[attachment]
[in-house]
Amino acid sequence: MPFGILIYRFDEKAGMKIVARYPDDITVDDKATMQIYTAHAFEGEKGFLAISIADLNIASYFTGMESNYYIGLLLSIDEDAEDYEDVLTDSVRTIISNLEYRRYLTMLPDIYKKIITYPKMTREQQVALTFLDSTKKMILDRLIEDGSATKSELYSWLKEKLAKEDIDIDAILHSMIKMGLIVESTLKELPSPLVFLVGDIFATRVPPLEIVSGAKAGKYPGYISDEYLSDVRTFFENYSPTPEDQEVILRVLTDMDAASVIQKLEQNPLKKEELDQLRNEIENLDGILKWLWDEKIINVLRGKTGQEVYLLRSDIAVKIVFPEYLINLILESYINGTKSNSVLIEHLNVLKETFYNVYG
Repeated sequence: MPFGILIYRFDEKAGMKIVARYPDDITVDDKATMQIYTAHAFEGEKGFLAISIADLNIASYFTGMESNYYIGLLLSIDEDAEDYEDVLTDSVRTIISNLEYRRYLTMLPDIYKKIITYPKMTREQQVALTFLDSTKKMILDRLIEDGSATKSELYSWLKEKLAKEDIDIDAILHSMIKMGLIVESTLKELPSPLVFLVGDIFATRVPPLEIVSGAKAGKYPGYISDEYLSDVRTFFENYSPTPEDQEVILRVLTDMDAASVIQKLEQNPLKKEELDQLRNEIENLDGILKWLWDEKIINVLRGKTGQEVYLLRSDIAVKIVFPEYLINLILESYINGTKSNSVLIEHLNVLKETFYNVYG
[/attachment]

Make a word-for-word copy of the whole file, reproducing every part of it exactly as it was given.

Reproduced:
[in-house]
Amino acid sequence: MPFGILIYRFDEKAGMKIVARYPDDITVDDKATMQIYTAHAFEGEKGFLAISIADLNIASYFTGMESNYYIGLLLSIDEDAEDYEDVLTDSVRTIISNLEYRRYLTMLPDIYKKIITYPKMTREQQVALTFLDSTKKMILDRLIEDGSATKSELYSWLKEKLAKEDIDIDAILHSMIKMGLIVESTLKELPSPLVFLVGDIFATRVPPLEIVSGAKAGKYPGYISDEYLSDVRTFFENYSPTPEDQEVILRVLTDMDAASVIQKLEQNPLKKEELDQLRNEIENLDGILKWLWDEKIINVLRGKTGQEVYLLRSDIAVKIVFPEYLINLILESYINGTKSNSVLIEHLNVLKETFYNVYG
Repeated sequence: MPFGILIYRFDEKAGMKIVARYPDDITVDDKATMQIYTAHAFEGEKGFLAISIADLNIASYFTGMESNYYIGLLLSIDEDAEDYEDVLTDSVRTIISNLEYRRYLTMLPDIYKKIITYPKMTREQQVALTFLDSTKKMILDRLIEDGSATKSELYSWLKEKLAKEDIDIDAILHSMIKMGLIVESTLKELPSPLVFLVGDIFATRVPPLEIVSGAKAGKYPGYISDEYLSDVRTFFENYSPTPEDQEVILRVLTDMDAASVIQKLEQNPLKKEELDQLRNEIENLDGILKWLWDEKIINVLRGKTGQEVYLLRSDIAVKIVFPEYLINLILESYINGTKSNSVLIEHLNVLKETFYNVYG